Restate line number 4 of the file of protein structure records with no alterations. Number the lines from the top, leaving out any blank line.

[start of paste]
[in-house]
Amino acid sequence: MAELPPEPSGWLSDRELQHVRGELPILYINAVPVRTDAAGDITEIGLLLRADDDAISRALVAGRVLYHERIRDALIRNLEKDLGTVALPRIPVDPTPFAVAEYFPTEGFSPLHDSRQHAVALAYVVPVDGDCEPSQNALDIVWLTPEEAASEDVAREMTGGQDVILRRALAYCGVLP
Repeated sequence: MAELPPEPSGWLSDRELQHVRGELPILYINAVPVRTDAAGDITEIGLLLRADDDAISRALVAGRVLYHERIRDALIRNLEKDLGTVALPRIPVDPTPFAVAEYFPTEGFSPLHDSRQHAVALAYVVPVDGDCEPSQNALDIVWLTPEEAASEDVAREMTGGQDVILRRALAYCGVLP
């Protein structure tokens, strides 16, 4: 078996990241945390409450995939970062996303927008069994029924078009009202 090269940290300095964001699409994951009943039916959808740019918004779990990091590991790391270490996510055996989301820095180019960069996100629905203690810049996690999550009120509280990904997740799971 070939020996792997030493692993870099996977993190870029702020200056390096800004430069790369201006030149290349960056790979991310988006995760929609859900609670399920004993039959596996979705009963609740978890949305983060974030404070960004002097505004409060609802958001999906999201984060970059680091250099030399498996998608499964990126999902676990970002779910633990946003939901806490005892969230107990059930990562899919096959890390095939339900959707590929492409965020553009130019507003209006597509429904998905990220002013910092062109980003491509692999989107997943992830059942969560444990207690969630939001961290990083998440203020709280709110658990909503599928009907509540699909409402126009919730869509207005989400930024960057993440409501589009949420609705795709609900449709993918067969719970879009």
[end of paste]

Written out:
């Protein structure tokens, strides 16, 4: 078996990241945390409450995939970062996303927008069994029924078009009202 090269940290300095964001699409994951009943039916959808740019918004779990990091590991790391270490996510055996989301820095180019960069996100629905203690810049996690999550009120509280990904997740799971 070939020996792997030493692993870099996977993190870029702020200056390096800004430069790369201006030149290349960056790979991310988006995760929609859900609670399920004993039959596996979705009963609740978890949305983060974030404070960004002097505004409060609802958001999906999201984060970059680091250099030399498996998608499964990126999902676990970002779910633990946003939901806490005892969230107990059930990562899919096959890390095939339900959707590929492409965020553009130019507003209006597509429904998905990220002013910092062109980003491509692999989107997943992830059942969560444990207690969630939001961290990083998440203020709280709110658990909503599928009907509540699909409402126009919730869509207005989400930024960057993440409501589009949420609705795709609900449709993918067969719970879009």